Metrobius
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Metrobius

Metrobius (Ancient Greek: ; lived 1st century BC) was an actor and apparently a talented singer,[1] in the Roman Republic, he was said to be the male lover of Lucius Cornelius Sulla Felix, the famed general and dictator. Metrobius is mentioned twice by Plutarch in his Parallel Lives, who clearly disapproves of his relationship with Sulla. These excerpts are as follows.

"It was this laxity, as it seems, which produced in him [Sulla] a diseased propensity to amorous indulgence and an unrestrained voluptuousness, from which he did not refrain even in his old age, but continued his youthful love for Metrobius, an actor."

"However, even though he [Sulla] had such a wife at home, he consorted with actresses, harpists, and theatrical people, drinking with them on couches all day long. For these were the men who had most influence with him now: Roscius the comedian, Sorex the archmime, and Metrobius the impersonator of women, for whom, though past his prime, he continued up to the last to be passionately fond, and made no denial of it."

Though it's unclear the length of the sexual relationship between Metrobius and Sulla, the latter took other partners during his career, but remained close friends with Metrobius until his retirement.[2]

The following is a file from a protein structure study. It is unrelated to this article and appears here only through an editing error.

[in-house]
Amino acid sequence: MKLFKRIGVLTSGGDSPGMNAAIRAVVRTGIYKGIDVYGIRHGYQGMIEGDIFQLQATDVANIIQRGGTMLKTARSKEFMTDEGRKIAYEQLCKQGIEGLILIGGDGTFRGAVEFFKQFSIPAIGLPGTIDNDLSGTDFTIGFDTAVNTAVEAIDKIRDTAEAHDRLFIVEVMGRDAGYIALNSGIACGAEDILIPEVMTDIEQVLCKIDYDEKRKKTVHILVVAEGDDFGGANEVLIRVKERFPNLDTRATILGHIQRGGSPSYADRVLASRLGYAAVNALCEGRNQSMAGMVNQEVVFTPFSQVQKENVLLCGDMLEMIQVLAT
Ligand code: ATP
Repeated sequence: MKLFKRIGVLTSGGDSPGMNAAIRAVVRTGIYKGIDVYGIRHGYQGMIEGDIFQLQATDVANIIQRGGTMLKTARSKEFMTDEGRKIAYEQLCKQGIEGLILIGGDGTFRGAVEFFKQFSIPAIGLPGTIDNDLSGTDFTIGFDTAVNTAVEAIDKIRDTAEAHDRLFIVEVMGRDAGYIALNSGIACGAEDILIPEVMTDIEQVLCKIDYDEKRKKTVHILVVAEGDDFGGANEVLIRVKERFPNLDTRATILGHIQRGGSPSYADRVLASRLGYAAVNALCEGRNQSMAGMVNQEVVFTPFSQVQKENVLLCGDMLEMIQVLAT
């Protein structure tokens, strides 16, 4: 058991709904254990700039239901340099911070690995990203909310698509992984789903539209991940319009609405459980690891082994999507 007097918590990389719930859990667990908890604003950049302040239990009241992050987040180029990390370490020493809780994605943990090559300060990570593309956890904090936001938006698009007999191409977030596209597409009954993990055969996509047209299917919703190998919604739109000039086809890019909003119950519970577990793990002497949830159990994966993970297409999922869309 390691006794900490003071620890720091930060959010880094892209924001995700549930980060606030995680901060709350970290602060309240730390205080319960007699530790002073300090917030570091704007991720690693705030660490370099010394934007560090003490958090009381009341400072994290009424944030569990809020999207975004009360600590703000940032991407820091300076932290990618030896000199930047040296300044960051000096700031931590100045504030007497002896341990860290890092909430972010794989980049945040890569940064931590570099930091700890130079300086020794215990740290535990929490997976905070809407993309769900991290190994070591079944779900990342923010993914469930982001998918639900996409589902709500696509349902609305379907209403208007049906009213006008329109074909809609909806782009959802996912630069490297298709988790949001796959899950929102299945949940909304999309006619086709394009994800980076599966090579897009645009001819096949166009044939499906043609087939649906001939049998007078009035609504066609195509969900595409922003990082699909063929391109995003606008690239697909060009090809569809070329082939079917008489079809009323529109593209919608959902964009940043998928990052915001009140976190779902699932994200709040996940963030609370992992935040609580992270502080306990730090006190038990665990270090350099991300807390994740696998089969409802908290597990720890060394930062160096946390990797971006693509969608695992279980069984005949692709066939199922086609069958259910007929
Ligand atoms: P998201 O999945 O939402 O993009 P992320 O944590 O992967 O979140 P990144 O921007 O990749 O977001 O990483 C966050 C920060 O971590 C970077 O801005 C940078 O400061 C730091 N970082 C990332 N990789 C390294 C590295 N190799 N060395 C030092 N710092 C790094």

In fiction

In the historical fiction series Masters of Rome, by Colleen McCullough, the adolescent Metrobius is Sulla's sometime lover and later his client. He gives up the stage to accompany the former dictator Sulla into retirement in the year 79 BC.

In Raffaello Giovagnoli's novel Spartacus (1874) an actor named Metrobius accidentally overhears a conversation concerning a gladiator's plot and informs Julius Caesar about it.

References

  1. ^ Potter, David (2011). "Holding Court in Republican Rome (105-44)". American Journal of Philology. 132 (1): 59-80. doi:10.1353/ajp.2011.0006. ISSN 1086-3168.
  2. ^ Potter, David (2011). "Holding Court in Republican Rome (105-44)". American Journal of Philology. 132 (1): 59-80. doi:10.1353/ajp.2011.0006. ISSN 1086-3168.
  • Plutarch, Parallel Lives, "Sulla" [1]



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